By Michel Paradis (auth.), Istvan Kecskes, Liliana Albertazzi (eds.)
A distinct characteristic of this e-book is that chapters want that line of cognitive linguistics which makes a transparent contrast among actual global and projected global. info conveyed via language needs to be concerning the projected global. either the experimental effects and the systematic claims during this quantity demand a susceptible kind of whorfianism. additionally, chapters upload a few quite unexplored problems with bilingualism to the well known ones, similar to gender structures within the bilingual brain, context and activity, synergic innovations, mixing, the connection among lexical categorization and ontological categorization between others.
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Additional resources for Cognitive Aspects of Bilingualism
4. W H AT I S I N A W O R D ? The dynamic model of meaning (DMM) was developed by Kecskes (2003) to explain the content and structure of lexical units. It claims that actual contextual meaning is constructed in the dynamic interplay of the conceptual system (relying on prior, encoded knowledge, blending schemes, mapping, and other cognitive operations) and the actual contextual operations triggered by the merging of lexical units and extralinguistic situational elements in action. The DMM (see Figure 1) demonstrates the two faces of word (lexical unit) meaning: coresense and consense.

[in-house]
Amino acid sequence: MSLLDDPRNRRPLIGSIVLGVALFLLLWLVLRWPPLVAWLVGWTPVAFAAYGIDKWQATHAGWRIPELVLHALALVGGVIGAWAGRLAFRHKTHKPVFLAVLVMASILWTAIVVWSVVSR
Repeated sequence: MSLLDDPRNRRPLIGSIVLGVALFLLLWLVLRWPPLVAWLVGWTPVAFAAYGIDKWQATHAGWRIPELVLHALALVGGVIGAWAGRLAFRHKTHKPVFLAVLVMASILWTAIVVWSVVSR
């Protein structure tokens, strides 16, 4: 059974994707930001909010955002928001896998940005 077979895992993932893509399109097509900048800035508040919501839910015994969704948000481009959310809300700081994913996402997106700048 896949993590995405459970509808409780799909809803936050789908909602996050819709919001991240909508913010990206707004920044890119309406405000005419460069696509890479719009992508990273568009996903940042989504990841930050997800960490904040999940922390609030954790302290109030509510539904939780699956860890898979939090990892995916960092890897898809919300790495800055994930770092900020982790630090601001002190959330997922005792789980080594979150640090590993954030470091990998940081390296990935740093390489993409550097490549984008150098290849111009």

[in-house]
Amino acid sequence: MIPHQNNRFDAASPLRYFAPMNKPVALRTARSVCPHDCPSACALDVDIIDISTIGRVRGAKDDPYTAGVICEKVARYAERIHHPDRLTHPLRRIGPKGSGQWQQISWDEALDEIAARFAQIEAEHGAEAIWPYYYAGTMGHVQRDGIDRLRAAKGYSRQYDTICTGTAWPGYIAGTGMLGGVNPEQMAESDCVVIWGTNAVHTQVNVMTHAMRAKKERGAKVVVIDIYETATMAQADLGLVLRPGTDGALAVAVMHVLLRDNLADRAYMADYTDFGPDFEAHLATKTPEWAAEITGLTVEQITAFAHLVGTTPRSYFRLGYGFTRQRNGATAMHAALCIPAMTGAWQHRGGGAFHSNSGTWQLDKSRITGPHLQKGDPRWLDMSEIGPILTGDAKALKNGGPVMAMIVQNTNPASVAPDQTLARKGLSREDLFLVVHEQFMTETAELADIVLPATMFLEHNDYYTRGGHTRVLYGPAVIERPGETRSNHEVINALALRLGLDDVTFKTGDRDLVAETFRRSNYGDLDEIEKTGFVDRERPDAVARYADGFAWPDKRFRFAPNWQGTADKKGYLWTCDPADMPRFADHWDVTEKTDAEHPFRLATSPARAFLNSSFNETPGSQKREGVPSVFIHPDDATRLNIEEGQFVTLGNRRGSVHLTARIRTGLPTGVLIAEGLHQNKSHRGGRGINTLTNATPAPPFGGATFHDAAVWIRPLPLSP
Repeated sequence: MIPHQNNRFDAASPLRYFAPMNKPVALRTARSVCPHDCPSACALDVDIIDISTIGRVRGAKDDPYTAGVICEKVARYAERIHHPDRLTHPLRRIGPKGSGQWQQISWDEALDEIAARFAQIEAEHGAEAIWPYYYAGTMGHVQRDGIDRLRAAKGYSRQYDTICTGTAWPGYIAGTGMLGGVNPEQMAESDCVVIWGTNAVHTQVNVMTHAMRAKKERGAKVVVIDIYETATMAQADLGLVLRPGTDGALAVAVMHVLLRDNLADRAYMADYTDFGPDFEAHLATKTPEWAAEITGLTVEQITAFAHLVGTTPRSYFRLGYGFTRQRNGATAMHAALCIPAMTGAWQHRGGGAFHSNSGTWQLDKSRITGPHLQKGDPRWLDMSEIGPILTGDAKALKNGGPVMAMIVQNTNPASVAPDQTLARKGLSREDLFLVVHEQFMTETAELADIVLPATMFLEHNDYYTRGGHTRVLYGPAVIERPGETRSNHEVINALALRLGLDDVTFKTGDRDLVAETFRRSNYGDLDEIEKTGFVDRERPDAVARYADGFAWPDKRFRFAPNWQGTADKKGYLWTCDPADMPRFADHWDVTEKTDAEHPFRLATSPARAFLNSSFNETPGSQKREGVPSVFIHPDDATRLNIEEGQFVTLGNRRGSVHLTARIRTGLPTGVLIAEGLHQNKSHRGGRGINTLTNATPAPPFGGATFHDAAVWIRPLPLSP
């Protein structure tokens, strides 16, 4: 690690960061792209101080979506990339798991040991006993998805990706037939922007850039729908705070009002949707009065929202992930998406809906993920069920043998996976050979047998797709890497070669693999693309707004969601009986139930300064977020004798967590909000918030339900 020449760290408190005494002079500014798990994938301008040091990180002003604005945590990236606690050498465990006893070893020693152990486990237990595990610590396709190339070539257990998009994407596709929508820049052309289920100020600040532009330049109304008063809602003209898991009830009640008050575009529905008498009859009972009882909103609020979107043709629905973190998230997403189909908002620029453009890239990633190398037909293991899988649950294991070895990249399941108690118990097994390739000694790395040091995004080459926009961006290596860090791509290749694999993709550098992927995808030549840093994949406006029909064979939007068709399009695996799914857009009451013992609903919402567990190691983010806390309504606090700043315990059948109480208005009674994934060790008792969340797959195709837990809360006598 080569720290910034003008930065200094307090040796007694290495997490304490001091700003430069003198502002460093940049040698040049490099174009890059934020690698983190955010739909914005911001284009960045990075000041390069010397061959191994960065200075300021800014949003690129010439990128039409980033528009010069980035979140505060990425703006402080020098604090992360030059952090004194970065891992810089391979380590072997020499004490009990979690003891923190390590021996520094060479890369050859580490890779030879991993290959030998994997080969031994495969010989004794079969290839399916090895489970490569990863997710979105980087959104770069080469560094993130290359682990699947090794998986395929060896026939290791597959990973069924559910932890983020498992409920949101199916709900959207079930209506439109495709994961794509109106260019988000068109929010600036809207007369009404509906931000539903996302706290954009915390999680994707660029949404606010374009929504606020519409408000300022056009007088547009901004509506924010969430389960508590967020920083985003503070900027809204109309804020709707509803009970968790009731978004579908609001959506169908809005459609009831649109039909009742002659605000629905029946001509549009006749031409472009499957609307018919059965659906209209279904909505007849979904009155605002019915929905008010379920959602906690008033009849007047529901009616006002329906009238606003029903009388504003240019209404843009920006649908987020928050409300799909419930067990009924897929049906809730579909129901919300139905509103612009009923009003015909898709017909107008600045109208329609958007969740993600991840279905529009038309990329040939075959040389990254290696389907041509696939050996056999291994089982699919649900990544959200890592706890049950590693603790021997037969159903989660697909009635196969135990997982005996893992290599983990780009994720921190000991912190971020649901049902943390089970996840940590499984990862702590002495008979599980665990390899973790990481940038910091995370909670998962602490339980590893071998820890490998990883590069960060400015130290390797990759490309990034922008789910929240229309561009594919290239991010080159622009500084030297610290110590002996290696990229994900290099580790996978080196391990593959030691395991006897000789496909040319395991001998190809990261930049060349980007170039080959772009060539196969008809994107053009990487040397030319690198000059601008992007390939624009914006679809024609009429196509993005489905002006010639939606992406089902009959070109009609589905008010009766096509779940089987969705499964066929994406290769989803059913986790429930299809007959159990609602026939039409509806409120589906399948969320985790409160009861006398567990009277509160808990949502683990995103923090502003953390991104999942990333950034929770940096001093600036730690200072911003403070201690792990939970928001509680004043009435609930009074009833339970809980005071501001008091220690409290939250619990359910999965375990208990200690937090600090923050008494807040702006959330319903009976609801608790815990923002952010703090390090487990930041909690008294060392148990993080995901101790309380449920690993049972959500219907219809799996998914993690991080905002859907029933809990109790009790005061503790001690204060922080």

And others. However, in the Spanish sense (c) is missing. The following conversation illustrates this case: (3) American professor: So you say you went to school at Berkeley for three semesters. Spanish student: No, I went to the university at Berkeley. This conversation shows where non-native speakers usually go wrong. Lexical level equivalency does not mean conceptual level equivalency. The conceptual load attached to the word “school” in English and the equivalent lexical item “escuela” in Spanish is different.
C O N C L U S I O N The language subsystems are connected to a single conceptual system where conceptual features are grouped together in accordance with the specific lexical semantic constraints of words in each language and the relevant pragmatic circumstances at the time of their use. The conceptual base of a bilingual speaker’s L2 differs only quantitatively from that of L1: What is represented may differ from L2 native speakers’ representations but the principles of conceptual organization and processing are the same as those of L1.